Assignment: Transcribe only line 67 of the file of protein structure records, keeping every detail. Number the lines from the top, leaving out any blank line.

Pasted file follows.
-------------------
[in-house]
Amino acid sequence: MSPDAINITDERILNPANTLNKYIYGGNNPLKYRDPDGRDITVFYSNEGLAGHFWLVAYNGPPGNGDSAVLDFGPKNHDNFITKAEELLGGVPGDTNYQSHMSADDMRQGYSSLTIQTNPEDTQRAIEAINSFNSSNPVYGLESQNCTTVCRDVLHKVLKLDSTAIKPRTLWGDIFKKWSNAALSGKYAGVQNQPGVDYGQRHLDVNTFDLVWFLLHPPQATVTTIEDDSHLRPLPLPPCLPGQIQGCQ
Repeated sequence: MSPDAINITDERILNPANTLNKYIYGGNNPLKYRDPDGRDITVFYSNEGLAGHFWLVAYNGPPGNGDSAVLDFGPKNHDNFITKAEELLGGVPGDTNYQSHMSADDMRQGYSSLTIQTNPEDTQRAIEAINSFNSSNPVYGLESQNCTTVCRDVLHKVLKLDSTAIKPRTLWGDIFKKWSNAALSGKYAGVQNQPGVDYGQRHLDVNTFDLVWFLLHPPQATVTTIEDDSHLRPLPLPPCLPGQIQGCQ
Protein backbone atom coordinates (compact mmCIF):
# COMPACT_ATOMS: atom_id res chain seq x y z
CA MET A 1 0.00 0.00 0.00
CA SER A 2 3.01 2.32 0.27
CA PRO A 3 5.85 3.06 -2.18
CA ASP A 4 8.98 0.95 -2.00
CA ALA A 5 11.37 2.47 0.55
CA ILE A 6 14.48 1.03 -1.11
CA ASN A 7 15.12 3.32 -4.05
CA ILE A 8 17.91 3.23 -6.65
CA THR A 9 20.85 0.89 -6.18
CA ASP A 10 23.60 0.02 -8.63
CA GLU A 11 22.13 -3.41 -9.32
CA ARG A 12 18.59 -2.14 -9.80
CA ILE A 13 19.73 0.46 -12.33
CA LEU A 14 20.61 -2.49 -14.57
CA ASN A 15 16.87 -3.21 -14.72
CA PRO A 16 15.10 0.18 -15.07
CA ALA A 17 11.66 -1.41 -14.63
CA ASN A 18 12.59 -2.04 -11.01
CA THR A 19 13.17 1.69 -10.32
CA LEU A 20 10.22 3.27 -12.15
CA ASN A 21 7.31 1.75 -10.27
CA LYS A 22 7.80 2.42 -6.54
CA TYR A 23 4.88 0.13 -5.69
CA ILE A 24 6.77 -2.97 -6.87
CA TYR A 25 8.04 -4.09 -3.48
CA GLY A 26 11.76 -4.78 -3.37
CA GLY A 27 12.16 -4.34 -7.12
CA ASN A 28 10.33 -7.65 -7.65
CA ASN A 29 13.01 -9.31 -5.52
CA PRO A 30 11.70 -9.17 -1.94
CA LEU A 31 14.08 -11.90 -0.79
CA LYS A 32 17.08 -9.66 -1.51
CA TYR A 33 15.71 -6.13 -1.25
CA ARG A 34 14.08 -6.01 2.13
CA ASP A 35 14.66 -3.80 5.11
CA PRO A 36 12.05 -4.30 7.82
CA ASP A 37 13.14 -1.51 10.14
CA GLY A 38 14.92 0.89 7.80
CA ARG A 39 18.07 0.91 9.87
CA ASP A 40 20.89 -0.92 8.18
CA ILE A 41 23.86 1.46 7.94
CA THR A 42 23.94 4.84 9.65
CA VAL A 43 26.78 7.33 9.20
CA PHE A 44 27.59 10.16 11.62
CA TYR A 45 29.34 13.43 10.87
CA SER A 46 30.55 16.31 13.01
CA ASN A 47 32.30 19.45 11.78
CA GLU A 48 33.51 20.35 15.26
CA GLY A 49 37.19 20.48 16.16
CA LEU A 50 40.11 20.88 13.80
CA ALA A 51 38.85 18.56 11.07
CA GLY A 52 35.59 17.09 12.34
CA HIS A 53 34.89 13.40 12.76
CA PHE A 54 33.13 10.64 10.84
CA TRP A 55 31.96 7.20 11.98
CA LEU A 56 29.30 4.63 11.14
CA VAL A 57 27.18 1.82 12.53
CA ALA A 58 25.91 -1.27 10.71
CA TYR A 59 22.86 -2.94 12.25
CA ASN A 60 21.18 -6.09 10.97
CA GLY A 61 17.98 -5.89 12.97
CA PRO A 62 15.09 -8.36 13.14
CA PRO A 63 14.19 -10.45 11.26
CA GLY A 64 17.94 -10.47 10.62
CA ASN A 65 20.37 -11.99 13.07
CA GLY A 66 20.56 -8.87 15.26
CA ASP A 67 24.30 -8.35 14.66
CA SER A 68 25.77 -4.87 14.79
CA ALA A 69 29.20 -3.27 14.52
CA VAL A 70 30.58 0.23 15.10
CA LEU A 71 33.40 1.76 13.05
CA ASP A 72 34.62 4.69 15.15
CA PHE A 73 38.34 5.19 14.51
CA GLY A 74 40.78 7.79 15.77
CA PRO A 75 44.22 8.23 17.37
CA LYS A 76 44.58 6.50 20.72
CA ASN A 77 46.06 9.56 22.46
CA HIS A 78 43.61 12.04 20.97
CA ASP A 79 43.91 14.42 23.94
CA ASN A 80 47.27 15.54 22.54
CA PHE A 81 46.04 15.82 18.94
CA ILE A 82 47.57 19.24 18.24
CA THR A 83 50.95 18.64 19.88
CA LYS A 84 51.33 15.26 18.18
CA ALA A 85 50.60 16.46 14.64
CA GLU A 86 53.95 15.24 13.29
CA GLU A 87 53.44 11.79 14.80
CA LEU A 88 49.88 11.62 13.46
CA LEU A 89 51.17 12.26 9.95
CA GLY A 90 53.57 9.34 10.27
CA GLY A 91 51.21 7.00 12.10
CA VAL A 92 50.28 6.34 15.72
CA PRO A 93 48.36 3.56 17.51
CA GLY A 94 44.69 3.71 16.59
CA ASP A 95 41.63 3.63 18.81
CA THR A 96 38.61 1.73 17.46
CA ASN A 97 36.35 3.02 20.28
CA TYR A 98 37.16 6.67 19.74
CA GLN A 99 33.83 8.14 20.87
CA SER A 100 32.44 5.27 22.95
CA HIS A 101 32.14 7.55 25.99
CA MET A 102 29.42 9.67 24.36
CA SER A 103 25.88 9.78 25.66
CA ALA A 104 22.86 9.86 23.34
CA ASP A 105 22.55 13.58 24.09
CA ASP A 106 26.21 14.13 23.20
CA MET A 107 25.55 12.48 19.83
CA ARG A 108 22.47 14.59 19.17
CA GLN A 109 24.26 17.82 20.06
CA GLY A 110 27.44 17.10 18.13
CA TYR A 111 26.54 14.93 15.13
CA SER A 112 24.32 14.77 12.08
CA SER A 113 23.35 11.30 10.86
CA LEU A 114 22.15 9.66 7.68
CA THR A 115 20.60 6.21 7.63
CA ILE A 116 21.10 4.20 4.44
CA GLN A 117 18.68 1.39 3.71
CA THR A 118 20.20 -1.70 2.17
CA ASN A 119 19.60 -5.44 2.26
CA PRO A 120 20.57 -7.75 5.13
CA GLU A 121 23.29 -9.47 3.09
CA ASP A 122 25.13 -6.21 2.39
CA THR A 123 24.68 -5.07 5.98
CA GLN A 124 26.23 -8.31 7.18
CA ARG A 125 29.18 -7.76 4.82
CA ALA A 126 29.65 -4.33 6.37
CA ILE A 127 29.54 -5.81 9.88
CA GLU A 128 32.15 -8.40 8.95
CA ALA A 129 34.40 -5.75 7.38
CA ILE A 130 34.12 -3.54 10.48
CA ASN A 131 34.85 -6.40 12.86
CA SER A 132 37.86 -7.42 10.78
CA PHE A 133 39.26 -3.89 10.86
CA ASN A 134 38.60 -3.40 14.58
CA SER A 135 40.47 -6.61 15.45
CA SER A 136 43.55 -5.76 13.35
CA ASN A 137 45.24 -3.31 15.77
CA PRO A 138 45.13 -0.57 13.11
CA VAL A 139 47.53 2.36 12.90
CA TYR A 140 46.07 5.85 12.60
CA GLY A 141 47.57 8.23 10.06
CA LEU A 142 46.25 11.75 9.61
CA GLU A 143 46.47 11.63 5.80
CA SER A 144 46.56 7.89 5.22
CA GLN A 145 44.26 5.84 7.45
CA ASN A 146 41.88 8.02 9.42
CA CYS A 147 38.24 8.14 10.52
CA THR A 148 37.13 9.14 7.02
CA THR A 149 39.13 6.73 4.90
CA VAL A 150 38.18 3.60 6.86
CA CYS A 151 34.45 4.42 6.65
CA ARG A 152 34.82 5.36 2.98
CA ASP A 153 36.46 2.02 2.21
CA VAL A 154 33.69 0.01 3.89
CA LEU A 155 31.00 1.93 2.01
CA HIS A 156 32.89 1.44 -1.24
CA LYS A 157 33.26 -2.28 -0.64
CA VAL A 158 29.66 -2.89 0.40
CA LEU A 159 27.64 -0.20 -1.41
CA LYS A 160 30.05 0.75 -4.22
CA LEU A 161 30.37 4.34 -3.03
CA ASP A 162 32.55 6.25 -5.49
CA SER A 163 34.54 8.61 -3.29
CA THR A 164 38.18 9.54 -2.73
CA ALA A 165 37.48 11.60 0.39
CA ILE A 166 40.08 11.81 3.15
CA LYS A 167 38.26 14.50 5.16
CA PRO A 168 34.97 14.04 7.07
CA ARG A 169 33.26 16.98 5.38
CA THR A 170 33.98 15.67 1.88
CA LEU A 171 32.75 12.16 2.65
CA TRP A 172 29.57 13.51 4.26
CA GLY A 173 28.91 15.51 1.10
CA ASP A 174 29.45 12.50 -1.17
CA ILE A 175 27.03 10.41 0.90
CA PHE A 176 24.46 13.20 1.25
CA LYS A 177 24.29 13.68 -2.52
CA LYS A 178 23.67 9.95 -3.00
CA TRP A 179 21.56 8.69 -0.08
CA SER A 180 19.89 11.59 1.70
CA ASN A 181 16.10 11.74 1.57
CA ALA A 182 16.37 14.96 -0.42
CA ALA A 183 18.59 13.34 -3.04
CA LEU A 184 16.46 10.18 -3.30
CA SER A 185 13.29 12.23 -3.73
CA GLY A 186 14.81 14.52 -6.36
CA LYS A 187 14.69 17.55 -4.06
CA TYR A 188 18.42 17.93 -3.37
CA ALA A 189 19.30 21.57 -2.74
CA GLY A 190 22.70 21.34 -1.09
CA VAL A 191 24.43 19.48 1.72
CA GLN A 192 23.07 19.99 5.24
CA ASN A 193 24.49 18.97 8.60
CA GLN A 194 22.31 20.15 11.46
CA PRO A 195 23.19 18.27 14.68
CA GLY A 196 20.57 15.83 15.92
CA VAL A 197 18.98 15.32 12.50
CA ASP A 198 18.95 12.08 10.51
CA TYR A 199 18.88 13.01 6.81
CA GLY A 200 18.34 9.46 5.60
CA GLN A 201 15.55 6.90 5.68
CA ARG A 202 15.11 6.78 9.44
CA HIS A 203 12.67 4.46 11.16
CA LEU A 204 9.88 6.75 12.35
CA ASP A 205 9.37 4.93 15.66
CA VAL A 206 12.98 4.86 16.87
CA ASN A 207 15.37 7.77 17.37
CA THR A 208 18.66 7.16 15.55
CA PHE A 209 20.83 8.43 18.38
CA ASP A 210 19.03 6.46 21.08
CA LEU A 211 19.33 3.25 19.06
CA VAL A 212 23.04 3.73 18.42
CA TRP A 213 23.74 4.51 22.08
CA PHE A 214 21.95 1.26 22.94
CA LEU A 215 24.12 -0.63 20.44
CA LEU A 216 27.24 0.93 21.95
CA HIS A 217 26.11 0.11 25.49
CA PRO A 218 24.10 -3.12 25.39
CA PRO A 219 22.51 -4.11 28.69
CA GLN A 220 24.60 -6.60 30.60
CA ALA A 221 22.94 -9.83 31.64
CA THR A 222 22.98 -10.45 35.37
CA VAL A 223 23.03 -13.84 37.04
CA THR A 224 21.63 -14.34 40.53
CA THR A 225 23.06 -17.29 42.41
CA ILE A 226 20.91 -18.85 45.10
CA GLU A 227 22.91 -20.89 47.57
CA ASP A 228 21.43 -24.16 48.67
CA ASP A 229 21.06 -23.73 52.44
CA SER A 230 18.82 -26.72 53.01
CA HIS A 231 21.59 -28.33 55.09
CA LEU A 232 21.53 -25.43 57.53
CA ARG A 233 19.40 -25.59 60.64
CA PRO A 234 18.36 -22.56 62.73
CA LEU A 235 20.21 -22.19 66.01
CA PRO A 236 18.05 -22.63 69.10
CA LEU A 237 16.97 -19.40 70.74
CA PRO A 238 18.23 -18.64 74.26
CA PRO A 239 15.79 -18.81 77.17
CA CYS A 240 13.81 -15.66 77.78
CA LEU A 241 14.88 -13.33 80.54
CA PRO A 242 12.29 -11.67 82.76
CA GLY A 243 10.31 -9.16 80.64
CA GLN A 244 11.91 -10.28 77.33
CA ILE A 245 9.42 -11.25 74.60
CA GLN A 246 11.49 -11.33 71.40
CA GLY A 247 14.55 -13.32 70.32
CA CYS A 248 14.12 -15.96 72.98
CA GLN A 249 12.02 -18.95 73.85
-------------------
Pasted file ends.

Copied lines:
CA PRO A 62 15.09 -8.36 13.14